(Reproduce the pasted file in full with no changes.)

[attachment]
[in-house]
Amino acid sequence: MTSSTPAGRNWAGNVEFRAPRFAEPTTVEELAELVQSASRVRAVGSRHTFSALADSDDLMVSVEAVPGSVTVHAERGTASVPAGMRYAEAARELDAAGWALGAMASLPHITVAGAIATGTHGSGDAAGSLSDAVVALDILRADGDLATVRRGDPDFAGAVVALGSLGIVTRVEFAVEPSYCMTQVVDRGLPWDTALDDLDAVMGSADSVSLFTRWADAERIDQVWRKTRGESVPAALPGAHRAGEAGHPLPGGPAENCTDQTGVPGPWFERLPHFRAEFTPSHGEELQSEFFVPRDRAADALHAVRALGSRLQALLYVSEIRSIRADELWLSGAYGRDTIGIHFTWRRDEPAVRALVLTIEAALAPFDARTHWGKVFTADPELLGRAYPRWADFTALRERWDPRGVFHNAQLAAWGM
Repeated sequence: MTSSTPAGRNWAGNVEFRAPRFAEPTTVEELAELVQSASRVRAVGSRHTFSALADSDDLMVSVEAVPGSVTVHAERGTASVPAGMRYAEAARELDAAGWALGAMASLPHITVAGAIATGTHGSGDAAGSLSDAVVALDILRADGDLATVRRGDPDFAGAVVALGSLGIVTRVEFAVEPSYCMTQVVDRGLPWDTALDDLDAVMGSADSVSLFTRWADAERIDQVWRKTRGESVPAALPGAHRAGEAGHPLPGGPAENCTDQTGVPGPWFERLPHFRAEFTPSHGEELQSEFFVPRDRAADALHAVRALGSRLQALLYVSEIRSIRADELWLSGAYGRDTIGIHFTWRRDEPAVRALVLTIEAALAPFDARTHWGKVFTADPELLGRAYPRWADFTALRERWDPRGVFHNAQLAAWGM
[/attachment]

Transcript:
[in-house]
Amino acid sequence: MTSSTPAGRNWAGNVEFRAPRFAEPTTVEELAELVQSASRVRAVGSRHTFSALADSDDLMVSVEAVPGSVTVHAERGTASVPAGMRYAEAARELDAAGWALGAMASLPHITVAGAIATGTHGSGDAAGSLSDAVVALDILRADGDLATVRRGDPDFAGAVVALGSLGIVTRVEFAVEPSYCMTQVVDRGLPWDTALDDLDAVMGSADSVSLFTRWADAERIDQVWRKTRGESVPAALPGAHRAGEAGHPLPGGPAENCTDQTGVPGPWFERLPHFRAEFTPSHGEELQSEFFVPRDRAADALHAVRALGSRLQALLYVSEIRSIRADELWLSGAYGRDTIGIHFTWRRDEPAVRALVLTIEAALAPFDARTHWGKVFTADPELLGRAYPRWADFTALRERWDPRGVFHNAQLAAWGM
Repeated sequence: MTSSTPAGRNWAGNVEFRAPRFAEPTTVEELAELVQSASRVRAVGSRHTFSALADSDDLMVSVEAVPGSVTVHAERGTASVPAGMRYAEAARELDAAGWALGAMASLPHITVAGAIATGTHGSGDAAGSLSDAVVALDILRADGDLATVRRGDPDFAGAVVALGSLGIVTRVEFAVEPSYCMTQVVDRGLPWDTALDDLDAVMGSADSVSLFTRWADAERIDQVWRKTRGESVPAALPGAHRAGEAGHPLPGGPAENCTDQTGVPGPWFERLPHFRAEFTPSHGEELQSEFFVPRDRAADALHAVRALGSRLQALLYVSEIRSIRADELWLSGAYGRDTIGIHFTWRRDEPAVRALVLTIEAALAPFDARTHWGKVFTADPELLGRAYPRWADFTALRERWDPRGVFHNAQLAAWGM